Last week, the New York Times reported that since May there has been an increase in the number of start-ups by Americans between the ages of 55 and 64 who started new businesses with record-breaking clips even before the pandemic broke out. Some of the new senior founders started necessary businesses after layoffs, while others saw opportunities to do purposeful work. A career coach quoted in the article said:
It hits you, especially during the coronavirus crisis, that time no longer feels unlimited … you are aware that your own clock is ticking. Since you don’t have a seemingly endless prospect of work ahead of you, you can be motivated to finally retool and learn a new profession, or just try something different.
It is unclear whether these statistics also apply to lawyers. I am aware that some senior lawyers who were still doing dinosaur, paper, brick, and mortar practices decided to wind things up instead of building a company that was focused on the future. But I have to believe that there are other lawyers who are deep in their careers and ready to take the plunge – after all, life is too short.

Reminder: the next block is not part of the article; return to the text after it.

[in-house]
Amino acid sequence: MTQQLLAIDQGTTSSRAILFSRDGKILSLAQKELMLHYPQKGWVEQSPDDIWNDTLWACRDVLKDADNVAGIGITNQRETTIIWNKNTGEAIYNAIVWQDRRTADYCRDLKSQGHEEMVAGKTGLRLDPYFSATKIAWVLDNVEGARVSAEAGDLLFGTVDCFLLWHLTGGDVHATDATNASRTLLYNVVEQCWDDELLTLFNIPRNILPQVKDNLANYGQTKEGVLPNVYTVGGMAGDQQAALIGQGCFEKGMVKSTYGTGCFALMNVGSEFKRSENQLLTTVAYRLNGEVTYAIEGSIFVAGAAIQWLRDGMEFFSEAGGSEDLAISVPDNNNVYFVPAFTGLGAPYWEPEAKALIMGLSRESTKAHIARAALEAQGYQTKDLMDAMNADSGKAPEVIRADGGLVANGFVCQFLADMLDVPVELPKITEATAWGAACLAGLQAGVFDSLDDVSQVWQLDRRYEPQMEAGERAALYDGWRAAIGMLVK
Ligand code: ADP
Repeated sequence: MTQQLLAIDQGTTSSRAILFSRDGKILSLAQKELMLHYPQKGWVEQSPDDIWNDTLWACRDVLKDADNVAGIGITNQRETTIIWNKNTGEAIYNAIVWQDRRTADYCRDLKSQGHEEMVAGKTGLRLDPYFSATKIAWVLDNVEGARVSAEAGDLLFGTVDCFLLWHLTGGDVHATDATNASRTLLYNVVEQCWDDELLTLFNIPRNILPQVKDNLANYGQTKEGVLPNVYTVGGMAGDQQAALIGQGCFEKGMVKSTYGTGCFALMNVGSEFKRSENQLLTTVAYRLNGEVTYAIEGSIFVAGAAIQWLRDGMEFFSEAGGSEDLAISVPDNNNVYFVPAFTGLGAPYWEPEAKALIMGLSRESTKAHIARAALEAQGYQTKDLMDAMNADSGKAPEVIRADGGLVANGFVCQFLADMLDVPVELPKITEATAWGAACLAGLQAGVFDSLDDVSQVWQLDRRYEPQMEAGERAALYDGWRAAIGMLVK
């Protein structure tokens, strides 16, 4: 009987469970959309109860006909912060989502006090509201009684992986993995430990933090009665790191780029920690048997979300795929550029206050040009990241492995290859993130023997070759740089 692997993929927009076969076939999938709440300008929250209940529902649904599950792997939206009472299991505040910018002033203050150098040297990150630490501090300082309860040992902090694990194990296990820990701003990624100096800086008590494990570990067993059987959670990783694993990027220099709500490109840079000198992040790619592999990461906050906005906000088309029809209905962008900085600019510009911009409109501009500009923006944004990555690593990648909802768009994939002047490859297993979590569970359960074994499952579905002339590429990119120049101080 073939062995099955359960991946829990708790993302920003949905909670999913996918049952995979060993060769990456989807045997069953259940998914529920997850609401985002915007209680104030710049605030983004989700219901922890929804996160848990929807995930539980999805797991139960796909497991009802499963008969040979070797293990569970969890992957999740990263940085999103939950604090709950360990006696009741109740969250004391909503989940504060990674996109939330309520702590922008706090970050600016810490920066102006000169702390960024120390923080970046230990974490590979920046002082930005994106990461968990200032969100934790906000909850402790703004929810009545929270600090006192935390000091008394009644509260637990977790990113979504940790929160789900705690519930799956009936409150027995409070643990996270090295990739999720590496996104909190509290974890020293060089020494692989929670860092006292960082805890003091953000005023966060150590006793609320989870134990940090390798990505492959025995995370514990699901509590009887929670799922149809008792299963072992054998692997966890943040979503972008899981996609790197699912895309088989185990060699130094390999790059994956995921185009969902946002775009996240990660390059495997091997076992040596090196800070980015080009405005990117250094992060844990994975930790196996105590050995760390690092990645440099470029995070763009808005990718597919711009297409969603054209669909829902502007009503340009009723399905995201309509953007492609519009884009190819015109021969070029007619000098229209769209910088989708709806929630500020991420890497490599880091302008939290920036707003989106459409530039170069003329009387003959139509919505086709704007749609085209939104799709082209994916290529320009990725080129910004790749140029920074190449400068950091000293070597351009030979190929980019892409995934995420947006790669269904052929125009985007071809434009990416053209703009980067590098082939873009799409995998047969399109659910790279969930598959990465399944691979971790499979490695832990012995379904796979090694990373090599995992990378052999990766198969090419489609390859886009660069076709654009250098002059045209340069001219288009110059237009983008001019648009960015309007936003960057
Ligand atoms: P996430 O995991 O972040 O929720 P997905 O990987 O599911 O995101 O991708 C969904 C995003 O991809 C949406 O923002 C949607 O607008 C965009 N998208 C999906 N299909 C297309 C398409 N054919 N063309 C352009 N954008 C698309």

Starting a new business later in life can prove challenging, and yet, as Steve Jobs famously said, being a beginner who can set free and unleash creativity in ways that is not possible when it is weighed down by the severity of longevity and success.
Perhaps as a partner at biglaw you have made all the money you need and more – but are you longing for something new. Perhaps you annoyed and ignored the idea of starting a company for decades. Or maybe you just feel like you’ve never reached your full potential in law. It’s never too late to start a law firm.